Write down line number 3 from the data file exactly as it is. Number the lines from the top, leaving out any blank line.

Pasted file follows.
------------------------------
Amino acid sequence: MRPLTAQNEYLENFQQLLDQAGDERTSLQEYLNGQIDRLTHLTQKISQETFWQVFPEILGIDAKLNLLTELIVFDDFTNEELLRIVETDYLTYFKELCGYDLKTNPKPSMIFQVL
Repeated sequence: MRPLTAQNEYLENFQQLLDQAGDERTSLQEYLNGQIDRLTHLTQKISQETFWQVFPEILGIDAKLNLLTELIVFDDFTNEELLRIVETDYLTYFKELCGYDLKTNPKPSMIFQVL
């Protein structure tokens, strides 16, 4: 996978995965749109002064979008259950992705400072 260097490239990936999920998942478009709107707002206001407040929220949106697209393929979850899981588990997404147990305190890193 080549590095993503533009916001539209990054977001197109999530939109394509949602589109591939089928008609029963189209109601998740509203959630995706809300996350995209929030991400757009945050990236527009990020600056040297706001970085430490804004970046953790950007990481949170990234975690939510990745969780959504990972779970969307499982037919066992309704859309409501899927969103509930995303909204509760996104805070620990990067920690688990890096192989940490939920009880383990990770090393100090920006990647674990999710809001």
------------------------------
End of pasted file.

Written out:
């Protein structure tokens, strides 16, 4: 996978995965749109002064979008259950992705400072 260097490239990936999920998942478009709107707002206001407040929220949106697209393929979850899981588990997404147990305190890193 080549590095993503533009916001539209990054977001197109999530939109394509949602589109591939089928008609029963189209109601998740509203959630995706809300996350995209929030991400757009945050990236527009990020600056040297706001970085430490804004970046953790950007990481949170990234975690939510990745969780959504990972779970969307499982037919066992309704859309409501899927969103509930995303909204509760996104805070620990990067920690688990890096192989940490939920009880383990990770090393100090920006990647674990999710809001």